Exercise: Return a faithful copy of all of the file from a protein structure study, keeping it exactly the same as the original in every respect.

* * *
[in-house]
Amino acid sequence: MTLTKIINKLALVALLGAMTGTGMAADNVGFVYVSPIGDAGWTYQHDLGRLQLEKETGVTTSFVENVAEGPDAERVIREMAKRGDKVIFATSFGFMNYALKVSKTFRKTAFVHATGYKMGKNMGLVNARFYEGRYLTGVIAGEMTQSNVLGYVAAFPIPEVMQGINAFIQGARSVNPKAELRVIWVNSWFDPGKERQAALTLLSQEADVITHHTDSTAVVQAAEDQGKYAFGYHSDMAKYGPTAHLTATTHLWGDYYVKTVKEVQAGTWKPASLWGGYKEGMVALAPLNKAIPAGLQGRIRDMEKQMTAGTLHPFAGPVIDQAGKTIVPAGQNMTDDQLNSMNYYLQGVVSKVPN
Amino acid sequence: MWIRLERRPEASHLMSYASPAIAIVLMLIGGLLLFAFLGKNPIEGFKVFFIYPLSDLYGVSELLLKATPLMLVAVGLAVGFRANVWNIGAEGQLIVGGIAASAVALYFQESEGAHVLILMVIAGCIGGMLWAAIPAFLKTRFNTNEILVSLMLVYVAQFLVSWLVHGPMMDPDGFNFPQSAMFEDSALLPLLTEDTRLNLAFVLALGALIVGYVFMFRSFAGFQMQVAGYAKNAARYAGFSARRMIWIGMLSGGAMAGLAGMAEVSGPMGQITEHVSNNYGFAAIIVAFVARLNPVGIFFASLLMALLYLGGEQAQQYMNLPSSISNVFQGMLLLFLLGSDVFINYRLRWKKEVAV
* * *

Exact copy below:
[in-house]
Amino acid sequence: MTLTKIINKLALVALLGAMTGTGMAADNVGFVYVSPIGDAGWTYQHDLGRLQLEKETGVTTSFVENVAEGPDAERVIREMAKRGDKVIFATSFGFMNYALKVSKTFRKTAFVHATGYKMGKNMGLVNARFYEGRYLTGVIAGEMTQSNVLGYVAAFPIPEVMQGINAFIQGARSVNPKAELRVIWVNSWFDPGKERQAALTLLSQEADVITHHTDSTAVVQAAEDQGKYAFGYHSDMAKYGPTAHLTATTHLWGDYYVKTVKEVQAGTWKPASLWGGYKEGMVALAPLNKAIPAGLQGRIRDMEKQMTAGTLHPFAGPVIDQAGKTIVPAGQNMTDDQLNSMNYYLQGVVSKVPN
Amino acid sequence: MWIRLERRPEASHLMSYASPAIAIVLMLIGGLLLFAFLGKNPIEGFKVFFIYPLSDLYGVSELLLKATPLMLVAVGLAVGFRANVWNIGAEGQLIVGGIAASAVALYFQESEGAHVLILMVIAGCIGGMLWAAIPAFLKTRFNTNEILVSLMLVYVAQFLVSWLVHGPMMDPDGFNFPQSAMFEDSALLPLLTEDTRLNLAFVLALGALIVGYVFMFRSFAGFQMQVAGYAKNAARYAGFSARRMIWIGMLSGGAMAGLAGMAEVSGPMGQITEHVSNNYGFAAIIVAFVARLNPVGIFFASLLMALLYLGGEQAQQYMNLPSSISNVFQGMLLLFLLGSDVFINYRLRWKKEVAV